Educational Publishers Push for Digital Content
Nov 5, 2008 12:00 PM, By Linda Seid Frembes
The quick adoption of classroom AV such as projectors, document cameras, and interactive whiteboards has spurred the creation and dissemination of digital content for the education market. In addition to educators creating their own original content, textbook publishers such as Pearson, McGraw-Hill, and Houghton Mifflin offer supplemental content and alternatice formats such as e-books and online resource centers. Specifically, publisher McGraw-Hill offers 95 percent of its print textbooks as e-books.
“The state of content in K-12 is all over the place. Some publishers are still print-based, while mega-publishers offer integrated productsboth print and digital textbooks,” says Randy Merriman, director of business development for Follett Digital Resources. “Publishers are using online resources to offer management and usability in one place.” Follett Digital Resources is a division of the Follett Corporation that provides publishing solutions to K-12 educational publishersincluding an e-learning platform, e-book solutions, and development services for e-learning products and systems. According to Merriman, publishers in the K-12 space must think about making its content portable as means of succeeding in the 21st-century education marketplace.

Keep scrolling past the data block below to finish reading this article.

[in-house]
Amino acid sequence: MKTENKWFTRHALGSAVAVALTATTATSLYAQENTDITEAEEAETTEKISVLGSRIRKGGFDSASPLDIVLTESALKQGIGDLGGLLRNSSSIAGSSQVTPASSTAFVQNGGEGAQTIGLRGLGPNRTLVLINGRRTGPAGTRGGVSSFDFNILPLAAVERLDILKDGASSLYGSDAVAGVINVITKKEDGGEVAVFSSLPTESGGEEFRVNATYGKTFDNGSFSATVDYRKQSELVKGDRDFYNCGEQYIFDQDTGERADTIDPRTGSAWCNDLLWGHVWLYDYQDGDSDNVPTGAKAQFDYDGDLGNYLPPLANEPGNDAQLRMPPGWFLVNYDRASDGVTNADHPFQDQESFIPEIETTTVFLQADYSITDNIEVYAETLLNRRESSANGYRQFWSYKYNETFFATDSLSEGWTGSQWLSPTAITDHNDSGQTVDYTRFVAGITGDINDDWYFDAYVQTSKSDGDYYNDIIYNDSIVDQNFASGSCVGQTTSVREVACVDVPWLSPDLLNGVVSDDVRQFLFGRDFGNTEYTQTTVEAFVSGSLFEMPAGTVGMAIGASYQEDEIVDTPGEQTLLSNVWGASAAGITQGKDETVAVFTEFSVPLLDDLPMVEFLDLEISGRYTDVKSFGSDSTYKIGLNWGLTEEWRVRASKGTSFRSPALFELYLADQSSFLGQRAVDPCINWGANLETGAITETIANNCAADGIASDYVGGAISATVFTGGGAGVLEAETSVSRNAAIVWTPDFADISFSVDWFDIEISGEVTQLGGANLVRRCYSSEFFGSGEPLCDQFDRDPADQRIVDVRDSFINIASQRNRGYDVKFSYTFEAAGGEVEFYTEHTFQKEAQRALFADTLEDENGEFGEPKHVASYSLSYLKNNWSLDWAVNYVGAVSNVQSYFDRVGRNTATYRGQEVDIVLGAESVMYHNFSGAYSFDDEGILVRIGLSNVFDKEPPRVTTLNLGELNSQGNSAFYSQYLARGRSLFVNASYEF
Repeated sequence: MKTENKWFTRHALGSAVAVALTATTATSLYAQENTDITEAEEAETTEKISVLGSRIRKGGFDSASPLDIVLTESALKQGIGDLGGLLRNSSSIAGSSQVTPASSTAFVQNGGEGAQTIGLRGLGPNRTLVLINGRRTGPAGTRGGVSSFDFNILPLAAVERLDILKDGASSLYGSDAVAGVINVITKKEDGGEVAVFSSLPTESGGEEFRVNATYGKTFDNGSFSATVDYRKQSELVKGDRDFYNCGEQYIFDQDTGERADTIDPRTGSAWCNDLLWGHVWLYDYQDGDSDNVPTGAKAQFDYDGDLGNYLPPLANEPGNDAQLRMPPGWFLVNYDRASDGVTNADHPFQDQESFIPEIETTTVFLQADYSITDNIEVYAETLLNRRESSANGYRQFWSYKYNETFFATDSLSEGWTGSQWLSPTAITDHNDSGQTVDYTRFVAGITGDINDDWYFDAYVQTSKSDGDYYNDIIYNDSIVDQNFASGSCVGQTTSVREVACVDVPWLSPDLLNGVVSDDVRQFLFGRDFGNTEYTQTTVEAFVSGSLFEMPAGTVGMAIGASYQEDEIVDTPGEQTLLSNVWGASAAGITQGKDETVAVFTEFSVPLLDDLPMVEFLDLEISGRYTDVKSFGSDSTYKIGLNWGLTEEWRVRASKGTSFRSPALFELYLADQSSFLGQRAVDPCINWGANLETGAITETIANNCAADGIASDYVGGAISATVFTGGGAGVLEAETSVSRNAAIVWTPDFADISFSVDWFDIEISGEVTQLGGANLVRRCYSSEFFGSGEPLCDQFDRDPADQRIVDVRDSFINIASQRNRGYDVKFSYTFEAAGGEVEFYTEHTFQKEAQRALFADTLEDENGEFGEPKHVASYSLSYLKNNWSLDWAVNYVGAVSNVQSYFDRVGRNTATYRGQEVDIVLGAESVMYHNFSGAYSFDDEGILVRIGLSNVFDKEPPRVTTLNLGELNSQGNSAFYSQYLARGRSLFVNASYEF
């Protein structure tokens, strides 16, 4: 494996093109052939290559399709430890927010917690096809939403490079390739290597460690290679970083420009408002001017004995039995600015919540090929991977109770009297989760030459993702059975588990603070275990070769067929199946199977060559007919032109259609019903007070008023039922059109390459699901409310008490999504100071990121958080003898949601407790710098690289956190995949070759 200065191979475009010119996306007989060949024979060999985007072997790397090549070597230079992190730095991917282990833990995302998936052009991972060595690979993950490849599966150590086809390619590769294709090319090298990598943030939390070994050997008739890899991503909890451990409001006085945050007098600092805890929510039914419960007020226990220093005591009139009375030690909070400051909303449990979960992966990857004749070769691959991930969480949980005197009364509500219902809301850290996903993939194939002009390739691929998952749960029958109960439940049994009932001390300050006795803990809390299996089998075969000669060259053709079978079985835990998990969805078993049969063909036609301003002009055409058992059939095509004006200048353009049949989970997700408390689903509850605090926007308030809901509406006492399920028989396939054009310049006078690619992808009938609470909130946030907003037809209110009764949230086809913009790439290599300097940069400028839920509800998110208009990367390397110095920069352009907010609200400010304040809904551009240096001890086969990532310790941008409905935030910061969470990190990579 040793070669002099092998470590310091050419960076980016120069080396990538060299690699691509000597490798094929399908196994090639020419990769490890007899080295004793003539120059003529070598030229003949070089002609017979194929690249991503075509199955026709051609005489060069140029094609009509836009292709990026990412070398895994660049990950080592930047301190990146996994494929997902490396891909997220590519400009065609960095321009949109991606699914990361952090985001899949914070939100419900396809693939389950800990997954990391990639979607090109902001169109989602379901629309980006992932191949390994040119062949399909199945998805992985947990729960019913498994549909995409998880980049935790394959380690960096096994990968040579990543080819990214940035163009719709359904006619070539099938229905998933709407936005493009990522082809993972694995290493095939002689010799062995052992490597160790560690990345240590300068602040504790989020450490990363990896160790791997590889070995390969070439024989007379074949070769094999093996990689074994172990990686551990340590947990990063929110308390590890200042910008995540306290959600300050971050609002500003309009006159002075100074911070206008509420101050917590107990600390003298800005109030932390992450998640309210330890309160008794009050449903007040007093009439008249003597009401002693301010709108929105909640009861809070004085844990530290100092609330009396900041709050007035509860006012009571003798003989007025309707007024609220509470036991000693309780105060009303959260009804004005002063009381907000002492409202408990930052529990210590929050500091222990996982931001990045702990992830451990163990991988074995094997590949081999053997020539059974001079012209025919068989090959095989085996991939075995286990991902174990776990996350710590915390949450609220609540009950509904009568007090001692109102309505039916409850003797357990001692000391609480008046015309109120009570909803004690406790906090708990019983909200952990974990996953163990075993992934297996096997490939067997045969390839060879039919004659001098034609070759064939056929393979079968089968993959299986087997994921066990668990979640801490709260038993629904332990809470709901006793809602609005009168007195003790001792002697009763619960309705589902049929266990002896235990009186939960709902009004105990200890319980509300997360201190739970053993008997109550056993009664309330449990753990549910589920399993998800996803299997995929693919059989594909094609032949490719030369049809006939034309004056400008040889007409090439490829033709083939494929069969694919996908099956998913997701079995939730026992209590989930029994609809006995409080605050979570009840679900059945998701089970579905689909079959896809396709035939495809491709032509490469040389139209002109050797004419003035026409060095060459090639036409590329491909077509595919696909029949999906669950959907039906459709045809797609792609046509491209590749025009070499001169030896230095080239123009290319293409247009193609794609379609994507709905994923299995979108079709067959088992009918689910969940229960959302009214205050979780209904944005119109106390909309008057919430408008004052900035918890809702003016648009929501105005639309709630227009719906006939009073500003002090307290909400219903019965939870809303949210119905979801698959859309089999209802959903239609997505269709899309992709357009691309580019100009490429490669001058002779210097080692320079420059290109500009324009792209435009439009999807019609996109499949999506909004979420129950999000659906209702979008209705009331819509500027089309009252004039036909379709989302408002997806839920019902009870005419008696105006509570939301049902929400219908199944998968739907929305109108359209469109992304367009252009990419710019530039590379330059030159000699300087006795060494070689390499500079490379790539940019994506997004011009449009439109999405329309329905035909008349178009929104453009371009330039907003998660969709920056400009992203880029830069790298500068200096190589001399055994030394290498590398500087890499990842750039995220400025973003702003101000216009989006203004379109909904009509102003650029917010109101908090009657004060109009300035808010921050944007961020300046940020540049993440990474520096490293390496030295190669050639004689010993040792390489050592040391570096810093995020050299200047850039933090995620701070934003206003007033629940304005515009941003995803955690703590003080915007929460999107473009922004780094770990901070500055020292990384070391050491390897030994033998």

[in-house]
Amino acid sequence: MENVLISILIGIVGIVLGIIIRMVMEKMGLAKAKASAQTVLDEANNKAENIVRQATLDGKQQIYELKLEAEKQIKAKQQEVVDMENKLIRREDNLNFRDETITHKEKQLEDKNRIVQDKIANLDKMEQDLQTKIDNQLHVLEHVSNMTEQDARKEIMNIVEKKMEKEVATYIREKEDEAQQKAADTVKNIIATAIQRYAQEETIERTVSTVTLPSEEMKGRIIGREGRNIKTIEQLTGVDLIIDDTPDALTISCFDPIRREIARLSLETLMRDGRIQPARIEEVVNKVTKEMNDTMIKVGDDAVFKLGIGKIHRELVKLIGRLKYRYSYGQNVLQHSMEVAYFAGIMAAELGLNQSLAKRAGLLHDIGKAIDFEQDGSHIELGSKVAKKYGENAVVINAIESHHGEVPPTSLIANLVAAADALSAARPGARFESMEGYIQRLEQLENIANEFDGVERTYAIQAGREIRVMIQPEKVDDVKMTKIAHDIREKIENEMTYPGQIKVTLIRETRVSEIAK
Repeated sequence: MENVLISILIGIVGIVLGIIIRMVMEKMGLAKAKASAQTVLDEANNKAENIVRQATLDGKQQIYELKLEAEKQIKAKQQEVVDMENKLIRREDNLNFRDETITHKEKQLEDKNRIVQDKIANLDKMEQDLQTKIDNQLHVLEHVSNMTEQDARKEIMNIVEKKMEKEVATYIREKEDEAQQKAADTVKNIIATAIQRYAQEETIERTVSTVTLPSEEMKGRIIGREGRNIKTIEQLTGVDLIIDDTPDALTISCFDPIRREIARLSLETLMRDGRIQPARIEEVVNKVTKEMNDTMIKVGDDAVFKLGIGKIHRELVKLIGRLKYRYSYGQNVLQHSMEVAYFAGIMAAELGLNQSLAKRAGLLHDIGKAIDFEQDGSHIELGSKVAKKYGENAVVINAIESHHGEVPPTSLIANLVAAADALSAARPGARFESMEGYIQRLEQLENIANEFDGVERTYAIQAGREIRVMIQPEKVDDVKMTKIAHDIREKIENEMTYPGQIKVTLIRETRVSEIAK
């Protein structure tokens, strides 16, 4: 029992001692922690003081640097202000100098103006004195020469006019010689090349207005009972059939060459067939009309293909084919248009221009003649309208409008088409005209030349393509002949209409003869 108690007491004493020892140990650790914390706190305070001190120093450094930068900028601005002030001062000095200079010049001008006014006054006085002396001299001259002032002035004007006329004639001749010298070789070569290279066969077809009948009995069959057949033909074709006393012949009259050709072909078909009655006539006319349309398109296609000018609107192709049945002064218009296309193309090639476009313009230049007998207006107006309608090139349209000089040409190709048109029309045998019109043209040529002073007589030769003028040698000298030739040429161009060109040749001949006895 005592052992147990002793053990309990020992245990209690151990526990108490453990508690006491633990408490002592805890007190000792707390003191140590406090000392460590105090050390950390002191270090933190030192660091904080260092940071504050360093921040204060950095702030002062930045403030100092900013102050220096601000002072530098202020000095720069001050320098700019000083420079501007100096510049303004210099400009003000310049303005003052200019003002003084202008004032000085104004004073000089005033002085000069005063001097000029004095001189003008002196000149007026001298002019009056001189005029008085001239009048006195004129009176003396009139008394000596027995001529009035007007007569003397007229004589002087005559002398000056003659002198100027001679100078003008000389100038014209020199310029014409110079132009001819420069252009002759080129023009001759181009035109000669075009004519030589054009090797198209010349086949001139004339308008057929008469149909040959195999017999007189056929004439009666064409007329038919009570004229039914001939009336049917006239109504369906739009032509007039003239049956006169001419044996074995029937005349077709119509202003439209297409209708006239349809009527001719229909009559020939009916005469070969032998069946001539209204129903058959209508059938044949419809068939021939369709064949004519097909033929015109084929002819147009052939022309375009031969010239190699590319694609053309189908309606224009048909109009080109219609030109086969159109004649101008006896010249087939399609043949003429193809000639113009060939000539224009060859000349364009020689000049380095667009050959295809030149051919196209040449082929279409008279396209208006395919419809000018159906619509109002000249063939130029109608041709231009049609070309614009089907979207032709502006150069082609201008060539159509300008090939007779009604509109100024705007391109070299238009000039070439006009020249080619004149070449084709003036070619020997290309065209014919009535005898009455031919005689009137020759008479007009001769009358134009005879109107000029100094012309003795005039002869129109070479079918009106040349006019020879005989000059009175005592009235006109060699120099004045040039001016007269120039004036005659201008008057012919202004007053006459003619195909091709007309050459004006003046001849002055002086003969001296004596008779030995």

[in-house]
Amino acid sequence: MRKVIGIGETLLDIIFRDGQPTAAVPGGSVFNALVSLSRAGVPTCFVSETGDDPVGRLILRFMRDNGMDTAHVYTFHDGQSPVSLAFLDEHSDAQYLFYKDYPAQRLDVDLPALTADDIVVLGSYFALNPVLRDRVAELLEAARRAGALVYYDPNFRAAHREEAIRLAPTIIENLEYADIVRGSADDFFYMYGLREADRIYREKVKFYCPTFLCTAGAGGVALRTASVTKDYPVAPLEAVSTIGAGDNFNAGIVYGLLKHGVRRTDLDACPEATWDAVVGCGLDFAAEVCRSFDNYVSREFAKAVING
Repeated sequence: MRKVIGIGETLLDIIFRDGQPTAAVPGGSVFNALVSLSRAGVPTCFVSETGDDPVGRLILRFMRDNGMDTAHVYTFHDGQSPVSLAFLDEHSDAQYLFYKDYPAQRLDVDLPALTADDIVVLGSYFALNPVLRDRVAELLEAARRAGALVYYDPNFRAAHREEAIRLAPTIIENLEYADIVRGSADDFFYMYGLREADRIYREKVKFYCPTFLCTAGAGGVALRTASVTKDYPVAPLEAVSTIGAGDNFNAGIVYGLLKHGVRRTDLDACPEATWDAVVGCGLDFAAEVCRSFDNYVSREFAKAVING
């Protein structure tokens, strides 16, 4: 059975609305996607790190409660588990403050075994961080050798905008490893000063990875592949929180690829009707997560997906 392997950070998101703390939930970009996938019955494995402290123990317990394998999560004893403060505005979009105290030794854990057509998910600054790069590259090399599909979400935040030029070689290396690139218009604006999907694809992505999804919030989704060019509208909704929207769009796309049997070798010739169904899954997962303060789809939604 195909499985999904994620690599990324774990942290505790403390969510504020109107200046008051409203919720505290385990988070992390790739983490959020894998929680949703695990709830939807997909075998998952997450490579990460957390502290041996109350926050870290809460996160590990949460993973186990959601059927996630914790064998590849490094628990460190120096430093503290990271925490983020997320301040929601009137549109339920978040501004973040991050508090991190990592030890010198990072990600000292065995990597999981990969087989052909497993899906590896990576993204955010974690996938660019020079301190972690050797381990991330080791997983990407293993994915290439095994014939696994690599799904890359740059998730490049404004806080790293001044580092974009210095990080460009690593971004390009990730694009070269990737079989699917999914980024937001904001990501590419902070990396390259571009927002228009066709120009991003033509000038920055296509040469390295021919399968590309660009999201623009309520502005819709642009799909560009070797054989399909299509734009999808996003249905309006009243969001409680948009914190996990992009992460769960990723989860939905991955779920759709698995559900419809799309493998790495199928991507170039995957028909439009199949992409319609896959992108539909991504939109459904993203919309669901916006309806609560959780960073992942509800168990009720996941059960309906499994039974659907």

The company’s flagship product, called Lycea, provides educational publishers with the ability to create, manage, and deliver digital content. Follett Digital Resources also helps its clients develop processes and strategies to support custom publication and technology-based delivery to multiple platforms and devices. “Lycea offers prebuilt tools and functionality for publishers to create and manage content, as well as tools like built-in rights management and prebuilt communication tools for chat and collaboration,” Merriman says.
The company serves both K-12 as well as higher education, but most of its concentration is K-12 since Lycea tools and functionality were developed specifically for that market. “A lot of e-learning in K-12 tends to be much more comprehensive and touch all parts of the teaching/learning spectrum,” says Merriman, who also notes that electronic products assist with student reporting and assessment, tolls that are especially important under the No Child Left Behind Act.
“You can track student performance and customize instruction for personalized learning,” Merriman says. Other benefits include grade-appropriate readers, English-as-a-second-language material, and the ability of publishers to have content in a platform that can be customized for a specific state or school district.
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